Archive for the ‘cardiac embryology’ Category

William Heberden first introduced the term angina to the medical community in 1772. His descriptions became immortal. Still, no one would ever know what was the angina-related artery, Heberden was alluding to.

Now, some jobless cardiologist is asking this question after 200 years. How is angina from the LAD system differ from the RCA  system? or let me put it another way, How does angina of anterior circulation (LAD) differ from posterior circulation (RCA/LCX)? Though there is distinct hemodynamic profiling of RCAvs LAD ACS, surprisingly, cardiology literature does not answer the chest pain aspect of it. One rare study, done  4 decades ago throws some light

Here is a curious little study, with a simple & crisp conclusion.

chest pain and IRA localisation angina LAD angian RCA

It concludes, that LAD angina rarely radiates to JAW or epigastrium. While RCA angina relay radiates to the left shoulder.

So, why does this happen?

What I could guess is the ubiquitous vagal fibers that travel in the posterior aspect of the heart, and carries pain signal directly up to the jaw whenever these areas become ischemia. LAD is less likely to irritate the vagus. Of course, there can be a definite overlap.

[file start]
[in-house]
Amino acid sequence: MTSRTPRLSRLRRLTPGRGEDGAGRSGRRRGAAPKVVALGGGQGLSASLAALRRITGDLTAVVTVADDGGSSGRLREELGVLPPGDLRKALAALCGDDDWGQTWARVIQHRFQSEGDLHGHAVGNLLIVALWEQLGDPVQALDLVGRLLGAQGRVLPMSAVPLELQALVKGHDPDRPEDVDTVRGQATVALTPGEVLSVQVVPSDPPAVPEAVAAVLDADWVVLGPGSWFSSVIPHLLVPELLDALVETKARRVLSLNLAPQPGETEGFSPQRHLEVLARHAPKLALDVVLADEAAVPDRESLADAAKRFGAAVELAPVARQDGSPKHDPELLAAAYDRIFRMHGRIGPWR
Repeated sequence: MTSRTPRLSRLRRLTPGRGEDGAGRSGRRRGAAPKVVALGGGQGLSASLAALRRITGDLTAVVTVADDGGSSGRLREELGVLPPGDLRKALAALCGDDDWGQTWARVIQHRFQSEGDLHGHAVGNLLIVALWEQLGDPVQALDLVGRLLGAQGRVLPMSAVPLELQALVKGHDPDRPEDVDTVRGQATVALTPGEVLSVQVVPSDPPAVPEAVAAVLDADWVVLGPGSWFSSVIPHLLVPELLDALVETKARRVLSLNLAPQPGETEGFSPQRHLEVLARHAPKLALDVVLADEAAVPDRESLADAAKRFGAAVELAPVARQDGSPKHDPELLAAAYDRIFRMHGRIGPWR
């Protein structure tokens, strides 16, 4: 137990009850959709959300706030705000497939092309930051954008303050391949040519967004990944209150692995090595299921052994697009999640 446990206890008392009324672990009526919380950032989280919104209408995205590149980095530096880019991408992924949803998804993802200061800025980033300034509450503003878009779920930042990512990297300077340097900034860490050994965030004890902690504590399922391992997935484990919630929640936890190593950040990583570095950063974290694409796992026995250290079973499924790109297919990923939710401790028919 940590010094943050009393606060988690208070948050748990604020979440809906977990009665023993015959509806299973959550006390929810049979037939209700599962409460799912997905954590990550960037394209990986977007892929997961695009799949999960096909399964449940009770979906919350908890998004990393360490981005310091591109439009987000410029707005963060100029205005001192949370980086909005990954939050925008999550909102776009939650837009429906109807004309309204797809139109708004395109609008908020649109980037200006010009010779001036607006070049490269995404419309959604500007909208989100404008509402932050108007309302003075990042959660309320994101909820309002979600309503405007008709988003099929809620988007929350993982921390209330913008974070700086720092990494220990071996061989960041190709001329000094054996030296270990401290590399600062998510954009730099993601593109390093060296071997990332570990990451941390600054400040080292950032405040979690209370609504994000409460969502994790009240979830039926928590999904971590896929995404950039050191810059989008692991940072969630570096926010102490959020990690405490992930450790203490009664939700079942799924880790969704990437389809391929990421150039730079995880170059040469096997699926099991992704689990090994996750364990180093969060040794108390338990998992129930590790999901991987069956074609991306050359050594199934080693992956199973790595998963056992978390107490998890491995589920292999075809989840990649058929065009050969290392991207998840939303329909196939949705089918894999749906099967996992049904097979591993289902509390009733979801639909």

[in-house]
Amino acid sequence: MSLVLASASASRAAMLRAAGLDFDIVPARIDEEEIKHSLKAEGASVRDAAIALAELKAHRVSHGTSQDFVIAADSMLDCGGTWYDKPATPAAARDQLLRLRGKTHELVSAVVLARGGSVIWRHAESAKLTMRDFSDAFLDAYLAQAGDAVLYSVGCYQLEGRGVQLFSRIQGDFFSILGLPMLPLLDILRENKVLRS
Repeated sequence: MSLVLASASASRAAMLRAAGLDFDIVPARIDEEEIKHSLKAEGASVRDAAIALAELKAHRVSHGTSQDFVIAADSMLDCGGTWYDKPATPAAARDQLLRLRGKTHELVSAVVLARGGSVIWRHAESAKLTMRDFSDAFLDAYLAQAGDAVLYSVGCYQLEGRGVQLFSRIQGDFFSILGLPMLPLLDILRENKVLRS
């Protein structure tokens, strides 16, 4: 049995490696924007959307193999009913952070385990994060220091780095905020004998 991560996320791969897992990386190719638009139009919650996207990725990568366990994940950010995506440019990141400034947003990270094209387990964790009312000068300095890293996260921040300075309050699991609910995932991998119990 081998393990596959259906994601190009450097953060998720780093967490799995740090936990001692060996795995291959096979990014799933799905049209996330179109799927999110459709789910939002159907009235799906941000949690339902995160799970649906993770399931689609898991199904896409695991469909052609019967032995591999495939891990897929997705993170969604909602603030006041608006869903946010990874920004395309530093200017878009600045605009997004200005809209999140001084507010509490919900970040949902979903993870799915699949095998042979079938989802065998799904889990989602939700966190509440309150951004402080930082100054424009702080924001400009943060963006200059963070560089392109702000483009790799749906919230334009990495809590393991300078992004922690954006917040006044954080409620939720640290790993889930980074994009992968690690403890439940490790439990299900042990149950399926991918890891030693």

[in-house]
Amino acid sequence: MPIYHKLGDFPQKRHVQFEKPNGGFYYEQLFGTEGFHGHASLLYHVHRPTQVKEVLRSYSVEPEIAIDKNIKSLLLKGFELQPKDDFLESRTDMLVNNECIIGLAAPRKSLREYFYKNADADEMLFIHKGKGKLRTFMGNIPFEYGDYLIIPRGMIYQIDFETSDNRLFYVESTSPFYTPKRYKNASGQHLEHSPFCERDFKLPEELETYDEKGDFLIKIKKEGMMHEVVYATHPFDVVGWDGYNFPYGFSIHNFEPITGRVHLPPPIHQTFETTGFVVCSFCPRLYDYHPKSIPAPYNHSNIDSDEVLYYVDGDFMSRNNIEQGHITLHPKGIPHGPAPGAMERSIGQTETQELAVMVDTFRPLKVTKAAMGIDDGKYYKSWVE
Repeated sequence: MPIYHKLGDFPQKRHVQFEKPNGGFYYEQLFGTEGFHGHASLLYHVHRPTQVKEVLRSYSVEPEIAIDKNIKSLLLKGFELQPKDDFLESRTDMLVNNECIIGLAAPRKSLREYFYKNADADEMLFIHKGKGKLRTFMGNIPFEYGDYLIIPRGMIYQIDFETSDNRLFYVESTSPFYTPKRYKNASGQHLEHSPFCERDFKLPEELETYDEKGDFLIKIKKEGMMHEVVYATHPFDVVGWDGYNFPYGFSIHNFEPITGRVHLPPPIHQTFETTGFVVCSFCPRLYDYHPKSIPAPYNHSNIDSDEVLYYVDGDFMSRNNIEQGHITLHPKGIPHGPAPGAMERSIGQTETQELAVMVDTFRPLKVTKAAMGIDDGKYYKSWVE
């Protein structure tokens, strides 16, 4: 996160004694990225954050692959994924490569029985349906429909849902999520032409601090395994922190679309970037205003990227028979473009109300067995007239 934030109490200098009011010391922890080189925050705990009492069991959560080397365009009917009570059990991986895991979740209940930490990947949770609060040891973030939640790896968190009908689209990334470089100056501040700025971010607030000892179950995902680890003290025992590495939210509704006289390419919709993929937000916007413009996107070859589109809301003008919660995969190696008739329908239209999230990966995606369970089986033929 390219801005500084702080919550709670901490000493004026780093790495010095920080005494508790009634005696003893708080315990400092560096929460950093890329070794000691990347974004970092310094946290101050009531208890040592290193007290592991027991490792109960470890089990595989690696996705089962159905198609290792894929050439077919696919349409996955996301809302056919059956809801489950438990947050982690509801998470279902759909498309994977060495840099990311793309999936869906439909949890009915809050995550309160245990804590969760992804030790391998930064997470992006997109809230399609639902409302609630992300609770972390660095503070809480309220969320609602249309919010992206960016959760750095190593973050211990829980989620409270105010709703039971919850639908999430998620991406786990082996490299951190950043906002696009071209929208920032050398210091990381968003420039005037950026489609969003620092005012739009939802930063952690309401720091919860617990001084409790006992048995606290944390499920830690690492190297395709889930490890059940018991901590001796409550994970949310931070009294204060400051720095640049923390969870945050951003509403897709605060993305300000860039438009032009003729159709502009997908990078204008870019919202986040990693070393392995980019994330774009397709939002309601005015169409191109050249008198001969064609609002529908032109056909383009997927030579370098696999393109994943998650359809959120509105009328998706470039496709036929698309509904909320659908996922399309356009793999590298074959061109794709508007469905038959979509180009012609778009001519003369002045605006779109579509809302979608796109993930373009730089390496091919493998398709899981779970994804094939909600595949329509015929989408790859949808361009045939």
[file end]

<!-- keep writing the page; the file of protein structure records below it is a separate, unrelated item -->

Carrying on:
OMG, give me some time to keep in touch with  basic science 

Now, fellows of cardiology, please take a  pause from your regular aggressive cardiac cath lab workouts and get a break at least once in a while. How does the ischemia of myocardial tissue generate pain? Why it is severe in some, trivial in others, and even dead silent in some, 

The chest pain genesis is initiated by sensory electrical neural action potential, that captures the epicardial neural plexus first, switching over from somatic to the visceral pathway and trespassing the para ganglionic plexus and traveling further to the spinal cord. Where it may collide with other incoming sensory signals ascends in specific myelinated and non-myelinated neural cables, reaching the brainstem, interacting with local nuclei, and finally reflecting on subcortical and cortical pain matching centers.  We haven’t yet located the exact center for anginal pain. (Perithalmic and amygdala could be closer to real centers) 

So, it is a really complex sensory world yet to be understood fully. Mind you, I haven’t touched upon the neurophysics of referred pain, linked or clandestine angina.

  • What is the effect of cardiac denervation, autonomic neuropathy, or on the perception of chest pain(Does a quadriplegic feel angina ? or post-transplant heart immune to angina ? (Gallego Page JC,Rev Esp Cardiol. 2001) 
  • Is it biochemical or neural, can substance P in blood cause pain hitting the amygdala? 
  • Will hypoglycemia and anemia cause angina due to lack of glucose and oxygen?
  • Finally, how is Infarct pain is different from ischemic pain (Ischemic)

Where do get the answer to these questions?